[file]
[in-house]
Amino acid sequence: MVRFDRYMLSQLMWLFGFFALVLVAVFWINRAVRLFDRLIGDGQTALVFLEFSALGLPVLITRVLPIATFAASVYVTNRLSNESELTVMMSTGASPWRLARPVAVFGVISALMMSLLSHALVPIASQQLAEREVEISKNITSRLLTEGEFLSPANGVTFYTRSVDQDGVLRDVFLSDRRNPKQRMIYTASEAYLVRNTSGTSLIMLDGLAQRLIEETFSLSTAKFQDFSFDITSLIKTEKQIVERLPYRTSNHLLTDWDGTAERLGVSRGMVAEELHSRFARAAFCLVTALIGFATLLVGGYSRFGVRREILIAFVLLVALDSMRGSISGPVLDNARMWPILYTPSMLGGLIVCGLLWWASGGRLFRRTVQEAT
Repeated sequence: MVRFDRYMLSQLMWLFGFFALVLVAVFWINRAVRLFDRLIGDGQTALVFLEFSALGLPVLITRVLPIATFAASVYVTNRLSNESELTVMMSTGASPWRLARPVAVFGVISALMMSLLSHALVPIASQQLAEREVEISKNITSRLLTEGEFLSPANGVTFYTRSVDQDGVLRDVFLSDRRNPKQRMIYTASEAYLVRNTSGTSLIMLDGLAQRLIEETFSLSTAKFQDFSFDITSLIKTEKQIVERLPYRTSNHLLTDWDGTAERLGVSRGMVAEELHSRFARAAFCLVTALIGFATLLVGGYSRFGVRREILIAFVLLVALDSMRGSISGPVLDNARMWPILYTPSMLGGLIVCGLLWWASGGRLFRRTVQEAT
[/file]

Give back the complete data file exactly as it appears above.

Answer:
[in-house]
Amino acid sequence: MVRFDRYMLSQLMWLFGFFALVLVAVFWINRAVRLFDRLIGDGQTALVFLEFSALGLPVLITRVLPIATFAASVYVTNRLSNESELTVMMSTGASPWRLARPVAVFGVISALMMSLLSHALVPIASQQLAEREVEISKNITSRLLTEGEFLSPANGVTFYTRSVDQDGVLRDVFLSDRRNPKQRMIYTASEAYLVRNTSGTSLIMLDGLAQRLIEETFSLSTAKFQDFSFDITSLIKTEKQIVERLPYRTSNHLLTDWDGTAERLGVSRGMVAEELHSRFARAAFCLVTALIGFATLLVGGYSRFGVRREILIAFVLLVALDSMRGSISGPVLDNARMWPILYTPSMLGGLIVCGLLWWASGGRLFRRTVQEAT
Repeated sequence: MVRFDRYMLSQLMWLFGFFALVLVAVFWINRAVRLFDRLIGDGQTALVFLEFSALGLPVLITRVLPIATFAASVYVTNRLSNESELTVMMSTGASPWRLARPVAVFGVISALMMSLLSHALVPIASQQLAEREVEISKNITSRLLTEGEFLSPANGVTFYTRSVDQDGVLRDVFLSDRRNPKQRMIYTASEAYLVRNTSGTSLIMLDGLAQRLIEETFSLSTAKFQDFSFDITSLIKTEKQIVERLPYRTSNHLLTDWDGTAERLGVSRGMVAEELHSRFARAAFCLVTALIGFATLLVGGYSRFGVRREILIAFVLLVALDSMRGSISGPVLDNARMWPILYTPSMLGGLIVCGLLWWASGGRLFRRTVQEAT